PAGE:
How To Fix And Prevent A Hacked Email Account
Hacked email accounts are commonly used to send out spam and viruses – including to the friends in your address book (which they will not thank you for!)
How Do They Hack My Email Account?
Online email access (such as Gmail) is growing in popularity – even if you download email into a program like Outlook or Windows Live Mail, it is very likely that your email account could also be accessed directly via a website.
For example, the email provided by your broadband provider can usually be accessed from their own webmail site too. Likewise, even if you download Hotmail into Outlook, it can also be accessed online.
All someone needs to access your account via webmail is your email address and password – they can then log in to your account pretending to be you and use it as they wish.
Hacking Your Email Password
Your email password is typically found by what is called a ‘brute force’ or ‘dictionary’ attack – a computer program throws many thousands of possible passwords at your account until it guesses right (the password is accepted) and access is then gained to your email.
Sadly this may be all too easy because many people still have email passwords that are very weak and easy to guess such as ‘password123’ or ‘123456789’…
Another possible weakness is if a user ever forgot their email password and asked their broadband provider to reset it – the provider may have reset it using the same easy password for all such requests from all their users!
So that reset password becomes very well known – e.g. I know one UK provider used to reset every such password to ‘london123’ which is likely still used by thousands of people – no need to even guess it!
That provider used to tell the user to change the password after the reset but of course a user who had to ring them up to get it password reset wouldn’t know how to do that so would just continue to use ‘london123’ and wonder later how their email got hacked…
How Do I Know If My Email Account Has Been Hacked?
Some of the tell tale signs that your email has been hacked include:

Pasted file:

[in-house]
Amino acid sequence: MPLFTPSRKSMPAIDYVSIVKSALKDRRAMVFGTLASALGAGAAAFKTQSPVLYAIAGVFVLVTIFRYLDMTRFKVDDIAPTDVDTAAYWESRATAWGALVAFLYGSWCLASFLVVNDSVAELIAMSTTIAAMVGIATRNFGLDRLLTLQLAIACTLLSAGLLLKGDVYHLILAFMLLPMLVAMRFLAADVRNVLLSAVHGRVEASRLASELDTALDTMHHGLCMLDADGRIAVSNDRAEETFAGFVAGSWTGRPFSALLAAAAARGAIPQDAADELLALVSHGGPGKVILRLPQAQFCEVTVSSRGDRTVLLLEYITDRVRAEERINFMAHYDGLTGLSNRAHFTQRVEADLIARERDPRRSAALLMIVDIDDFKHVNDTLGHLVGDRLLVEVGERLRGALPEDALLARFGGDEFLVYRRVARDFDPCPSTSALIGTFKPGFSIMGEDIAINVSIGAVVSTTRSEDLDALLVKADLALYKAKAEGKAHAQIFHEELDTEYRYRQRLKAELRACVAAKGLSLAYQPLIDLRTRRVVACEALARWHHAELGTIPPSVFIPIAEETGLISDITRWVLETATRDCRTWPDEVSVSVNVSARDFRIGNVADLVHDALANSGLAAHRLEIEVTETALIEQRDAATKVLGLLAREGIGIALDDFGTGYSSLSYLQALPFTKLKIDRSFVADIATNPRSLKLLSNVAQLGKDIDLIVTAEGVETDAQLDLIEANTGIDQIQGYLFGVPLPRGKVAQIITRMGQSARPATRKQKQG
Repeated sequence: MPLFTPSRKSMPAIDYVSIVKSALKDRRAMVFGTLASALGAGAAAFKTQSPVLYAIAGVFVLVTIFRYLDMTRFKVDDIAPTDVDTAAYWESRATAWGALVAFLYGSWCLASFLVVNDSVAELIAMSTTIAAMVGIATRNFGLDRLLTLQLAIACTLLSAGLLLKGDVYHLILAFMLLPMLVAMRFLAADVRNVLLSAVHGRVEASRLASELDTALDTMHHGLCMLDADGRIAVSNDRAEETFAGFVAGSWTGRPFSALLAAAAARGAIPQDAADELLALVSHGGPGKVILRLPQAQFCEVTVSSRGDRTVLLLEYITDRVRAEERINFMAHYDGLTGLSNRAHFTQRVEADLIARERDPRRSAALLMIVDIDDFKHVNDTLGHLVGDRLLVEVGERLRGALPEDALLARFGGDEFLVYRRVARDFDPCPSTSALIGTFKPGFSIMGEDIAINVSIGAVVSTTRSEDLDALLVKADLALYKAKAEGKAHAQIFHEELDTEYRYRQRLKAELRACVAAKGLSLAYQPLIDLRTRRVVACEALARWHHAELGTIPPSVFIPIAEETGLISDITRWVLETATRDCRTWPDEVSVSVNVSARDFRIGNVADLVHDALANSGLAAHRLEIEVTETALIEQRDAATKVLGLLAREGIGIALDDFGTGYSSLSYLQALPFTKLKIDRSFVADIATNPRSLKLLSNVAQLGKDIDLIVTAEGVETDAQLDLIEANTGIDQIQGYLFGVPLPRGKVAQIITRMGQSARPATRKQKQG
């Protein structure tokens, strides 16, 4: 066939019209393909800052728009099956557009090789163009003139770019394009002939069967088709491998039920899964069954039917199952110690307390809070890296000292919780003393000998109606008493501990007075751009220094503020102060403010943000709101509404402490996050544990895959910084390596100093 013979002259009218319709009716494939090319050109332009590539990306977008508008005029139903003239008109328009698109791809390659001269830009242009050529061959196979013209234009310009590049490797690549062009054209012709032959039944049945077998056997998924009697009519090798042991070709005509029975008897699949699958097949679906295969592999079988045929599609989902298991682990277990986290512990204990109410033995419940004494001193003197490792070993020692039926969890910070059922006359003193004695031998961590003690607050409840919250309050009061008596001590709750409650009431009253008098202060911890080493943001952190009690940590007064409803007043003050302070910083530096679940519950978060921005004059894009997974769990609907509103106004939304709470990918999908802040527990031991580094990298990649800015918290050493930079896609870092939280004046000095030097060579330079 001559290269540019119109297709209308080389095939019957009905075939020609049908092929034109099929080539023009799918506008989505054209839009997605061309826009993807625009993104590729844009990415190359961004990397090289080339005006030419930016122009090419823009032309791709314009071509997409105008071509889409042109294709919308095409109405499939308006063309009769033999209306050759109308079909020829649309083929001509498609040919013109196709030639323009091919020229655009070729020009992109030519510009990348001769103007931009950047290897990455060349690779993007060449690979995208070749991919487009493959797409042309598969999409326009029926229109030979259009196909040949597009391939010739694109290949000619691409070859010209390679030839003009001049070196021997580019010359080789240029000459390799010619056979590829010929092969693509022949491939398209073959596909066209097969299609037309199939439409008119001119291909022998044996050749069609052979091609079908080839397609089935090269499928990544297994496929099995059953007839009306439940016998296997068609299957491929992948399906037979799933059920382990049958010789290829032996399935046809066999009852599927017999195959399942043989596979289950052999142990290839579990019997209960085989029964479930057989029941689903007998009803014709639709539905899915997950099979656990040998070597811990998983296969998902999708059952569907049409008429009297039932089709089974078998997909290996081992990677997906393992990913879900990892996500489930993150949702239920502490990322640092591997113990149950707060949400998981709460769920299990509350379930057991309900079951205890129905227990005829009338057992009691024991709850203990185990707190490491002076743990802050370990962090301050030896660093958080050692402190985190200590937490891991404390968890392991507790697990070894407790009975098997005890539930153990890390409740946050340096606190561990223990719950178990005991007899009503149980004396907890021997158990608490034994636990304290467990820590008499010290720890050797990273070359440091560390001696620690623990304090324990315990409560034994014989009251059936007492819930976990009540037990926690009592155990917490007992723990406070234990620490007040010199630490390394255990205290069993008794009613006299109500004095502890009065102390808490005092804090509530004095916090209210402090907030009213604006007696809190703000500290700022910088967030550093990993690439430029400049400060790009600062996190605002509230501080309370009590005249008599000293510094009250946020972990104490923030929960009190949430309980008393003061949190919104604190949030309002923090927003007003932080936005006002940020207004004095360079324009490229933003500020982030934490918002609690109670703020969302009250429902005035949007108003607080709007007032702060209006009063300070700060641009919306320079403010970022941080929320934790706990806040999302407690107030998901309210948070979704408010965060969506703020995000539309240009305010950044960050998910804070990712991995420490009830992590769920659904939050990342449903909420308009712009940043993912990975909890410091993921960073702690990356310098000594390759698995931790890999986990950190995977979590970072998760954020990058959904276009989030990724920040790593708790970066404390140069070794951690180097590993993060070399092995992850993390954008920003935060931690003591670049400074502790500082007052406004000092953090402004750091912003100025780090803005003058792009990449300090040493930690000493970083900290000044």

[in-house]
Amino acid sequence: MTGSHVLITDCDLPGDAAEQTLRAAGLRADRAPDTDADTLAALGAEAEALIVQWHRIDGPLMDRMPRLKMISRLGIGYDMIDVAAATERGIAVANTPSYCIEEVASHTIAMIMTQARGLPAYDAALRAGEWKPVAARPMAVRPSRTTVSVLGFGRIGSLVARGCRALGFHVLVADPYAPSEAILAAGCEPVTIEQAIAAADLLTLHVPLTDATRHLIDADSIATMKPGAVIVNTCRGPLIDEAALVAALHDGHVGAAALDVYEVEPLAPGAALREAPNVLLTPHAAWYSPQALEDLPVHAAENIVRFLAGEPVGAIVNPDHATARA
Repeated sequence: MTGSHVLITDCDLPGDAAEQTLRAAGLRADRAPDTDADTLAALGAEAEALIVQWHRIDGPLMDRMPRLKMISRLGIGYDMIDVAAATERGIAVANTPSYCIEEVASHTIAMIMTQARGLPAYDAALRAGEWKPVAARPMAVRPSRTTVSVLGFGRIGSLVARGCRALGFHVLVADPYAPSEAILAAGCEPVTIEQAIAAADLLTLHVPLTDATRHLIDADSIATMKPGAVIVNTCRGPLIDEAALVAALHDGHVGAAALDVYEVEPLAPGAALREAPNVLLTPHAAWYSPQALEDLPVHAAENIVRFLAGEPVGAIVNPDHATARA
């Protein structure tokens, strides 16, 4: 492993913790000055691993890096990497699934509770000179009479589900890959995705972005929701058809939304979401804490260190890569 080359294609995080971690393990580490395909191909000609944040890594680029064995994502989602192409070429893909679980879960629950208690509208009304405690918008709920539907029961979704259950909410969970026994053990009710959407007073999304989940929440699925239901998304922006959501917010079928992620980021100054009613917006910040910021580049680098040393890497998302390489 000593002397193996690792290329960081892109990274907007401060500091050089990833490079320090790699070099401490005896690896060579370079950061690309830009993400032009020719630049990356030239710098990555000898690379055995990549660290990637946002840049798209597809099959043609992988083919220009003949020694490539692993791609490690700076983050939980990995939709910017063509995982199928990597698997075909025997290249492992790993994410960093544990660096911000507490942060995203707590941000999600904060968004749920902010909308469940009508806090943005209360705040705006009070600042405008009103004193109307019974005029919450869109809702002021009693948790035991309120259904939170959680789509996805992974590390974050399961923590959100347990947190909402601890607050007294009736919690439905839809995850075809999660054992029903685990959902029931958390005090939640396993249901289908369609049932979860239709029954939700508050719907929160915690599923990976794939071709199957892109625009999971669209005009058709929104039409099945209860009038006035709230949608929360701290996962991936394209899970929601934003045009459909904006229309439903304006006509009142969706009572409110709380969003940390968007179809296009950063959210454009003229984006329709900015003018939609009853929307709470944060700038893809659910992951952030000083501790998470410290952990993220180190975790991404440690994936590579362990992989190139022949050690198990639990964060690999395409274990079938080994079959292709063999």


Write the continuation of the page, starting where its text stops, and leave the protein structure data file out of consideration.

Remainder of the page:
- Friends in your contact list receive mails from you (which may contain viruses or spam) even though you know you did not send them.
- You receive replies to mail that you did not send.
- Emails in your Inbox have been deleted or some emails that you did not send appear in your ‘Sent Items’ box .
- You can no longer log into your email account because the password is not recognized (the hacker has changed the password to a new one – to stop you getting into your account and fixing it by resetting the password to lock him out).
How To Fix A Hacked Email Account?
1. If you can still log into your account, do so now and change the password to a strong password – follow the guidelines to ‘Prevent Hacking‘ below.
2. Most accounts provide additional security options for memorable questions and answers that you can use to reset your password if you forget it – change the answers to something else. This prevents a hacker using the old answers to reset your new password to another one (giving them access, locking you out and starting the problem all over again!)
3. If you cannot log into your account (because the hijacker has changed the password) try to reset the password using the security options for memorable answers. Then follow steps 1 and 2 above.
4. If you cannot reset the password (because the hijacker has already changed the security options as well) contact your email provider and ask them to reset the password to allow you access your account. Then follow steps 1 and 2 above – don’t just continue to use the password that your provider reset to.
How To Prevent Email Hacking In Future
I can’t say this often enough – choose a strong password to make it very difficult or impossible for someone to hack your email account, even using advanced password cracking programs.
Tip: Strong passwords are important for email but the idea of strong passwords applies equally to any type of online transaction such as online banking and shopping. However, don’t use the same password on more than one website or email account because if just one is hacked then effectively they all are!
The keys to password strength are: length and complexity.
An ideal password is long and has a mix of upper (capital) and lower case (small) letters, punctuation, symbols, and numbers. Whenever possible, use at least 14 characters or more.
The greater the variety of characters in your password, the better. Use the entire keyboard, not just the letters and characters you use most often e.g. 12345678 or jonathan are very weak passwords (only 8 characters and all the same type) so are very easy to guess.
However, the 14 character password ?lACpAs56I”M*s is very strong because it has lower case and upper case letters, numbers, punctuation and symbols.
See my article on how to easily test your password strength to prevent hacking if you want to be sure.